With its own security concerns on top of the agenda, Washington also longs for direct communications with the DPRK to address strategic tensions and security worries. The sending of Trump's inner-circle officials was widely seen as a gesture to conduct direct engagement with the DPRK.
Analysts said the dialogue between Washington and Pyongyang could possibly begin through their existing channels of communication. When asked about these channels, Douglas Paal, vice president for studies at the Carnegie Endowment for International Peace, listed three channels of "the DPRK mission in New York, indirect (communication) through the Swedish embassy in Pyongyang, and...(talks) with various NGOs."
"We generally have better communication with North Korea (DPRK) than most people expect. There are a lot of these lower level contacts," said Troy Stangarone, senior director with the Washington-based Korea Economic Institute.
The U.S.-DPRK engagements are possible, but "more likely to be mid-level meetings rather than such a high-level meeting, any time in the near future," he added.
Analysts said that with the huge differences of Washington and Pyongyang in such areas as the preconditions and goals of the dialogue, the prospect for their direct meeting faces multiple challenges.
The Trump administration has engaged in "maximum pressure" against the DPRK since assuming office in early 2017 to curb Pyongyang's nuclear and missile development program.
Photo provided by Korean Central News Agency (KCNA) on Nov. 30, 2017 shows the test-firing of an Intercontinental Ballistic Missile on Nov. 29, 2017. The Democratic People's Republic of Korea (DPRK) successfully test-fired a newly developed Intercontinental Ballistic Missile (ICBM), the country's Korean Central Television reported. (Xinhua/KCNA)
The new sanctions, the "largest-ever" package on the DPRK, will target 56 vessels, shipping companies, and trade businesses, said senior government officials last week.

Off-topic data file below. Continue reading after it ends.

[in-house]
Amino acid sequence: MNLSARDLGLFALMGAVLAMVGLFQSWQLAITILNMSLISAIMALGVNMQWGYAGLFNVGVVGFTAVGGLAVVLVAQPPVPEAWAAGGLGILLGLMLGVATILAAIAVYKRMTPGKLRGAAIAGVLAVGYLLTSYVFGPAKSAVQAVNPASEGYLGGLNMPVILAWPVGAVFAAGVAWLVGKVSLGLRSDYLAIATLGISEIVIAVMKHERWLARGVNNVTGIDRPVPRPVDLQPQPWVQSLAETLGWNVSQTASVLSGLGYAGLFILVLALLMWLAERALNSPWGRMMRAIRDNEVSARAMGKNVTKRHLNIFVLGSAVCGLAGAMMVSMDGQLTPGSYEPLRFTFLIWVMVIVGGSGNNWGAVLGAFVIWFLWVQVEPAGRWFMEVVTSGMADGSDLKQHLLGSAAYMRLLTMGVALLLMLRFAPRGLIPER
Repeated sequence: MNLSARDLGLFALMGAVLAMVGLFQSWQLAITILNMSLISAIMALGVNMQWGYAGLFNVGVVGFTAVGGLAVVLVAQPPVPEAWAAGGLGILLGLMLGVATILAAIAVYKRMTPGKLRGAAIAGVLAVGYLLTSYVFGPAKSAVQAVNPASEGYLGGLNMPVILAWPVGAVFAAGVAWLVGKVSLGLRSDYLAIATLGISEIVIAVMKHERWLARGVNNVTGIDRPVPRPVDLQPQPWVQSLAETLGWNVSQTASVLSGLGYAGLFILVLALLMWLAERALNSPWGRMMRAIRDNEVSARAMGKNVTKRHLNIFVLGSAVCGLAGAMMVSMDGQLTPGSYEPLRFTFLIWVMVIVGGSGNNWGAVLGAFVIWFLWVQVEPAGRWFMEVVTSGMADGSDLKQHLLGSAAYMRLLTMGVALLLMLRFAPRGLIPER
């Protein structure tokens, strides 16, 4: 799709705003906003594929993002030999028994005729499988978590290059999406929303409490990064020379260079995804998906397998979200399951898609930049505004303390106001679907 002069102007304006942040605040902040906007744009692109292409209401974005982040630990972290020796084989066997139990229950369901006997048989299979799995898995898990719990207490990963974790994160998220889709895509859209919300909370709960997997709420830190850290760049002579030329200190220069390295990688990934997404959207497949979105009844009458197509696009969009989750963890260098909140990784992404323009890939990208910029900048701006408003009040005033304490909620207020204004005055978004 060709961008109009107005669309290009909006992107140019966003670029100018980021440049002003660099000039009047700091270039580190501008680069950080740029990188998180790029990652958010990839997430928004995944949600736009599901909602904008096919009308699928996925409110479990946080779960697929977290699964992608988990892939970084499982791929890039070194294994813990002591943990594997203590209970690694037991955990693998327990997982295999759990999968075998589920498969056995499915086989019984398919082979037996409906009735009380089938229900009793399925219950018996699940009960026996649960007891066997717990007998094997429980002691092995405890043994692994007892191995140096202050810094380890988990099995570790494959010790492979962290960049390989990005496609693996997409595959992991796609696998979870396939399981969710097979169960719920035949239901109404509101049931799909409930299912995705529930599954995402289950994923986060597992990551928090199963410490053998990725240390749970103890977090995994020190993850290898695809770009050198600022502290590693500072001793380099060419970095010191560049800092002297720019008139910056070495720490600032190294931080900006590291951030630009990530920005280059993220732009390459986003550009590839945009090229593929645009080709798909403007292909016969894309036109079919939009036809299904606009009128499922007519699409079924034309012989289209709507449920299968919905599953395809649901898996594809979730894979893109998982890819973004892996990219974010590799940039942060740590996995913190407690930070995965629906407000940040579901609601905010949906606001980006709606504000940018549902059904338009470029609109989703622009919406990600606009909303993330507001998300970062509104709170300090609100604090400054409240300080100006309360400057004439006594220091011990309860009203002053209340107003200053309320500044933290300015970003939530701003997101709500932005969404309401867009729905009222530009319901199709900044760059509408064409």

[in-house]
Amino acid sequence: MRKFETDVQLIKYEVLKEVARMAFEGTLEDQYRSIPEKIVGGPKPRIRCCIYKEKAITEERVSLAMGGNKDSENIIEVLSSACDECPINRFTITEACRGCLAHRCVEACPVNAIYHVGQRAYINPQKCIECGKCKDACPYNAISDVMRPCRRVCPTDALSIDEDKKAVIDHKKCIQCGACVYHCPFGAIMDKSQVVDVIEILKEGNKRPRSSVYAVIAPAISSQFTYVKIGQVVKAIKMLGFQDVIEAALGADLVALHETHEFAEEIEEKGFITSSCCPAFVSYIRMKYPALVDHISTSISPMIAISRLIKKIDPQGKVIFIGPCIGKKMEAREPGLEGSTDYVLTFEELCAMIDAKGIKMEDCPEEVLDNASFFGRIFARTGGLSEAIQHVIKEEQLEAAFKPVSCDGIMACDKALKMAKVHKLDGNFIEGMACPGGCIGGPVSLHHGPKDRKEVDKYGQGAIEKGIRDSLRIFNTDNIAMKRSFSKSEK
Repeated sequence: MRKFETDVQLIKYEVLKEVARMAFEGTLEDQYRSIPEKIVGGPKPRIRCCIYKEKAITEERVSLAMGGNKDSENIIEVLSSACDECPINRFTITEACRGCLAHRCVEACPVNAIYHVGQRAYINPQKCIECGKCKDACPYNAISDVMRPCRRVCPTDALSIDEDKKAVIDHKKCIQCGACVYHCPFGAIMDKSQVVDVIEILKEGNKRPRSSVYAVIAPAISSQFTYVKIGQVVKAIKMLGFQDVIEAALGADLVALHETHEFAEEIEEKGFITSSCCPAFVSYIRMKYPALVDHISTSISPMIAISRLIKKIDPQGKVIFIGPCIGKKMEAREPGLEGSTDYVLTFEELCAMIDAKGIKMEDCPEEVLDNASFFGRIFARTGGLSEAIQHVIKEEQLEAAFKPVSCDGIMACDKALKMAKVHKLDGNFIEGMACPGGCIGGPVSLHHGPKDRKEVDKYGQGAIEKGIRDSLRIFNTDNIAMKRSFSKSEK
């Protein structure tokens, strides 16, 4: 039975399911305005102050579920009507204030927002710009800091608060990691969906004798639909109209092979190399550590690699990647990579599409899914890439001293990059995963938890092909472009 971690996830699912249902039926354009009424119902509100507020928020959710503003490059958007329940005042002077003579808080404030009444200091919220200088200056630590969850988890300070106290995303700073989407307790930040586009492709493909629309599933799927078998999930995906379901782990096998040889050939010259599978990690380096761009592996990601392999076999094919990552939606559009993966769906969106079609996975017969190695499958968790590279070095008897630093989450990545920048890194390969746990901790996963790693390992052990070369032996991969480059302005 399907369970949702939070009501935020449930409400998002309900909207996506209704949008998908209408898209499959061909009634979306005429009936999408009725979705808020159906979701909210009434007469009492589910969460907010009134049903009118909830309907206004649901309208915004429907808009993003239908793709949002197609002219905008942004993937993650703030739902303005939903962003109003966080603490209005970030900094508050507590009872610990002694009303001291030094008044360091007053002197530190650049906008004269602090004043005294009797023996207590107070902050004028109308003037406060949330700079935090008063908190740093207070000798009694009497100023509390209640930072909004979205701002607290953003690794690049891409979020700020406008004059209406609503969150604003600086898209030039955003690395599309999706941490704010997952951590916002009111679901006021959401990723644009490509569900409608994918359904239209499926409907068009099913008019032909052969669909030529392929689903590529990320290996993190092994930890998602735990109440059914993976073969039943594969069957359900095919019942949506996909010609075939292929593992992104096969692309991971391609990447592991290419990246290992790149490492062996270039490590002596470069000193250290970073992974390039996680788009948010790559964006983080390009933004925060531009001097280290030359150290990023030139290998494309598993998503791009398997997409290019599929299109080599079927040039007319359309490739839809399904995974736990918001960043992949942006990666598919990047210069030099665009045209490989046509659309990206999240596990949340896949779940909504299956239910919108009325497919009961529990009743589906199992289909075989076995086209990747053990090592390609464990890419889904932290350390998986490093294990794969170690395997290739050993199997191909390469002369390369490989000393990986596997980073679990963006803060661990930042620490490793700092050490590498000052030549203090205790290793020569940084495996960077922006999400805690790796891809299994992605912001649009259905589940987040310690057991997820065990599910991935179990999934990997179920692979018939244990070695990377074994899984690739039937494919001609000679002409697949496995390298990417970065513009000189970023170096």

While Pyongyang has responded by warning that if tension on the Korean Peninsula again escalates into a brink of war, "all the catastrophic consequences resulting therefrom will be borne by the United States."
The recent rhetoric of U.S. Vice President Mike Pence also raised international eyebrows. Pence reportedly said at a conservative group meeting in Maryland State on Feb. 23 that Kim Yo Jong, who is officially a first vice department director of the Central Committee of the Workers' Party of Korea, is "the center of a vicious regime" and "a central pillar of the most tyrannical and oppressive regime on the planet."
People watch news at train station in Seoul, South Korea, June 8, 2017. The Democratic People's Republic of Korea (DPRK) test-fired multiple projectiles believed to be ground-to-ship cruise missiles into its eastern waters, South Korea's Joint Chiefs of Staff (JCS) said. (Xinhua/Lee Sang-ho)
The DPRK furiously condemned Pence for his verbal attacks and ruled out any contact with the U.S. side at the closing ceremony of the Olympics by the DPRK delegation.
(Matthew Rusling from Washington also contributed to the story.)